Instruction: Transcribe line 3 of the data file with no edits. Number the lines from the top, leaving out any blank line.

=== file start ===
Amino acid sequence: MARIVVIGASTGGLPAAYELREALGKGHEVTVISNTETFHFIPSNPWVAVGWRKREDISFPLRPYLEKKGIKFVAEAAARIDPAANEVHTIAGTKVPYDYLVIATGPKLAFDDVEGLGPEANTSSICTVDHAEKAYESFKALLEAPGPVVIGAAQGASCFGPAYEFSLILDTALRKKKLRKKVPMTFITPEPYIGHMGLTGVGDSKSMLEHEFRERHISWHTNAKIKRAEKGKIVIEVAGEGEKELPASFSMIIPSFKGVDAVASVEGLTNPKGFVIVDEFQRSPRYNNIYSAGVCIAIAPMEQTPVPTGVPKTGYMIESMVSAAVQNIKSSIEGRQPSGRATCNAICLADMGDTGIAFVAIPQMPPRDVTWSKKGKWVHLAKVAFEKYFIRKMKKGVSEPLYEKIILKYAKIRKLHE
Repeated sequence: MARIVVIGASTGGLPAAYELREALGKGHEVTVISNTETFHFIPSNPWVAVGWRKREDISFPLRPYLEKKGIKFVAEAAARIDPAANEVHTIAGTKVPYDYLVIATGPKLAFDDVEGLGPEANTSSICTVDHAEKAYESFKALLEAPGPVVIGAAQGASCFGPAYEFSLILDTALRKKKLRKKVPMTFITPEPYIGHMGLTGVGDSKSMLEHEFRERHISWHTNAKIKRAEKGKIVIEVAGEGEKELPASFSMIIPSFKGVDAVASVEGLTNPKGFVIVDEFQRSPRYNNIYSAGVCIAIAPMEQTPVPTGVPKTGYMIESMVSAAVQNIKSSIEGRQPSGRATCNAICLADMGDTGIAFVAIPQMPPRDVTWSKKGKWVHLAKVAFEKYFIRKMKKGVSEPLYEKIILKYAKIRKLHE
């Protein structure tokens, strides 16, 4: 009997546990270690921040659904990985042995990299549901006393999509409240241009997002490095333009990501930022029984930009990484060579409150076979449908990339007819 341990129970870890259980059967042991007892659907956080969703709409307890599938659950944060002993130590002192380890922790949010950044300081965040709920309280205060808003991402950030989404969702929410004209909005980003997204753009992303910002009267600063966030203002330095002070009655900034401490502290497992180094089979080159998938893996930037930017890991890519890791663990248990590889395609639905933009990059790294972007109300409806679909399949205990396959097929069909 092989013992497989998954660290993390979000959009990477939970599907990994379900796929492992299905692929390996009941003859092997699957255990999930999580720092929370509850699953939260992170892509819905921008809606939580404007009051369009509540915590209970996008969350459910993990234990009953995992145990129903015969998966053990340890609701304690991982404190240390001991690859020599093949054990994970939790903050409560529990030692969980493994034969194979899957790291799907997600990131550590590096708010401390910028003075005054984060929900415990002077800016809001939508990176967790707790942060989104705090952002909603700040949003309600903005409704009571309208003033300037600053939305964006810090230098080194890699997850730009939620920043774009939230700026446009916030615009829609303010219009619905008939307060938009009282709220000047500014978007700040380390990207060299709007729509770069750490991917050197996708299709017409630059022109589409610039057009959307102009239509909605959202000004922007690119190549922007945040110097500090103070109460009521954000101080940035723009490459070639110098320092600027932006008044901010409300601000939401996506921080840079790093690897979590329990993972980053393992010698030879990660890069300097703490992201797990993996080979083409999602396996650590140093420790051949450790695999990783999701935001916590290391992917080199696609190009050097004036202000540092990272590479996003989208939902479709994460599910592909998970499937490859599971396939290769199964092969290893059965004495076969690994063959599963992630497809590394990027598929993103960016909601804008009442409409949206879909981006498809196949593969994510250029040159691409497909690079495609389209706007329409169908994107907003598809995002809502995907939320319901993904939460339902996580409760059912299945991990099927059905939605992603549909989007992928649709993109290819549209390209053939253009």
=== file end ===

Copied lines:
């Protein structure tokens, strides 16, 4: 009997546990270690921040659904990985042995990299549901006393999509409240241009997002490095333009990501930022029984930009990484060579409150076979449908990339007819 341990129970870890259980059967042991007892659907956080969703709409307890599938659950944060002993130590002192380890922790949010950044300081965040709920309280205060808003991402950030989404969702929410004209909005980003997204753009992303910002009267600063966030203002330095002070009655900034401490502290497992180094089979080159998938893996930037930017890991890519890791663990248990590889395609639905933009990059790294972007109300409806679909399949205990396959097929069909 092989013992497989998954660290993390979000959009990477939970599907990994379900796929492992299905692929390996009941003859092997699957255990999930999580720092929370509850699953939260992170892509819905921008809606939580404007009051369009509540915590209970996008969350459910993990234990009953995992145990129903015969998966053990340890609701304690991982404190240390001991690859020599093949054990994970939790903050409560529990030692969980493994034969194979899957790291799907997600990131550590590096708010401390910028003075005054984060929900415990002077800016809001939508990176967790707790942060989104705090952002909603700040949003309600903005409704009571309208003033300037600053939305964006810090230098080194890699997850730009939620920043774009939230700026446009916030615009829609303010219009619905008939307060938009009282709220000047500014978007700040380390990207060299709007729509770069750490991917050197996708299709017409630059022109589409610039057009959307102009239509909605959202000004922007690119190549922007945040110097500090103070109460009521954000101080940035723009490459070639110098320092600027932006008044901010409300601000939401996506921080840079790093690897979590329990993972980053393992010698030879990660890069300097703490992201797990993996080979083409999602396996650590140093420790051949450790695999990783999701935001916590290391992917080199696609190009050097004036202000540092990272590479996003989208939902479709994460599910592909998970499937490859599971396939290769199964092969290893059965004495076969690994063959599963992630497809590394990027598929993103960016909601804008009442409409949206879909981006498809196949593969994510250029040159691409497909690079495609389209706007329409169908994107907003598809995002809502995907939320319901993904939460339902996580409760059912299945991990099927059905939605992603549909989007992928649709993109290819549209390209053939253009």